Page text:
The Month of Mary
May is a glorious month: Spring is well under way, it is the Easter season, there are new beginnings, and it is the month of Mary. If you have wondered why May has the designation as Mary’s month, as in all things there is a bit of history.* But while May ends with two major celebrations for Mary, (Mother of the Church and the Feast of the Visitation), ironically the ‘month of Mary’ begins with a celebration of St. Joseph! While there are liturgical reasons, it is not difficult to see how fitting this is. It is true that whenever we focus on Mary, Joseph is always silently in the background; without him, it would have been impossible for Mary to bring Jesus into the world alone without being in severe violation of Mosaic Law. Joseph was also needed to give Jesus the upbringing required for a young Jewish male, and to teach Jesus a trade, in this case carpentry. Finally, in a unique way both were the first disciples of Jesus, forming the first domestic church: the family. Together they are the best model for parenting and family life that we could imagine; we would do well to model our families after them, something which requires prayer and reflection. Therefore, we can find a message within the timing of these feasts. While celebrating Mary in the month we traditionally dedicate to her, it would be good to reflect on how we can be like Joseph, called to a similar role of assistance insofar as we unite our prayer to her and the intentions of her Immaculate Heart.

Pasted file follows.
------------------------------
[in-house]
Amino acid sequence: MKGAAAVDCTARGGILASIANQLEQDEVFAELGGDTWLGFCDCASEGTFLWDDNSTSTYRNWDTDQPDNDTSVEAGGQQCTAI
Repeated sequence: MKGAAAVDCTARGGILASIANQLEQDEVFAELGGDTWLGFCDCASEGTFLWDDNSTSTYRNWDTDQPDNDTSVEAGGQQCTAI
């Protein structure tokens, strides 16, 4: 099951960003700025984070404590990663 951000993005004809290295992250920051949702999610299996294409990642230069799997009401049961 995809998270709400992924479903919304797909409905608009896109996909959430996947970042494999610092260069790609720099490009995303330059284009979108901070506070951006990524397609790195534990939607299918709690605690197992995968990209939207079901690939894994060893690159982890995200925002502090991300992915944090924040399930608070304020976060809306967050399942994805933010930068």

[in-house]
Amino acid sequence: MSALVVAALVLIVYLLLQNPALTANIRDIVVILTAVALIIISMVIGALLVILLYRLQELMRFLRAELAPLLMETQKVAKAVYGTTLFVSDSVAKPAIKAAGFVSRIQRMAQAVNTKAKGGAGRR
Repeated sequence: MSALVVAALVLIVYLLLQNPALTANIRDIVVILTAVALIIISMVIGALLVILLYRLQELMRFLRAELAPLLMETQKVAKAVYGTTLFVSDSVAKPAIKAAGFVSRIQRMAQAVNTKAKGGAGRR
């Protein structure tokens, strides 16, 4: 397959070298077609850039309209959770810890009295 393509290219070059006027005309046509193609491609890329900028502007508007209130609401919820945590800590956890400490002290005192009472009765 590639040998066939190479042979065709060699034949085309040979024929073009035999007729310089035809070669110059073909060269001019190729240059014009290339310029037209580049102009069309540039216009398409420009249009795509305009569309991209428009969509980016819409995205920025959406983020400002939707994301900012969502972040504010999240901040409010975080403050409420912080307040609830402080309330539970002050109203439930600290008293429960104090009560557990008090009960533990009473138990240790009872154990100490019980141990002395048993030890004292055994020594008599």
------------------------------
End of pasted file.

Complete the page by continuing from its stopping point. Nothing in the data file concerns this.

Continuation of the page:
In praying about the feast we celebrated on May 1, St. Joseph the Worker, we can reflect upon some aspects of this hidden man who spoke not one word in the Gospels. We know little about his life except that he protected Jesus and Mary, guiding them to and from Egypt at the instruction of an angel. Joseph was a man of prayer who recognized the voice of God and trusted in Him, hearkening us back to his ancestor Abraham who, (like St. Joseph many generations later), did not know exactly where he was going when God asked him to leave his homeland, and did not know what to expect when he got there. St. Joseph also reminds us of another of his ancestors, the great-grandson of Abraham, the Old Testament Joseph who saved God’s people from starvation, (Genesis 37; 39-45), who knew how to hear God speaking in the midst of his dreams. Like them, St. Joseph embraced difficult times, followed God’s instruction through his dreams and protected those entrusted to him. It would be good to consider and then ask the Holy Spirit to receive the same virtues of patience, perseverance, discernment, and listening, as well as how we might serve the Lord humbly.
In honoring Mary throughout May, it is important to reflect upon all that she did and exactly who she is: Mary is the humble woman who said yes to God continuously throughout her life, a life filled with single-hearted devotion, love, and service of Jesus. She was beloved by the followers of Jesus, central to their community in the time leading up to Pentecost, present with the 120 people gathered in the upper room. (Acts 1:13-2) The community had taken to heart that Jesus had entrusted her to John to be as a son to her, but that Jesus also gave her to all of us as our mother. John took her into his household; so, too, must we. Therefore, that we celebrate Mary as Mother of the Church the day following Pentecost Sunday is significant because we recognize that as Mother of the Church, she is our mother. And in celebrating the Visitation a few days later, we are called to do as she has always done, which is to serve God by serving His people: a heart filled with love for God will always express itself in this way.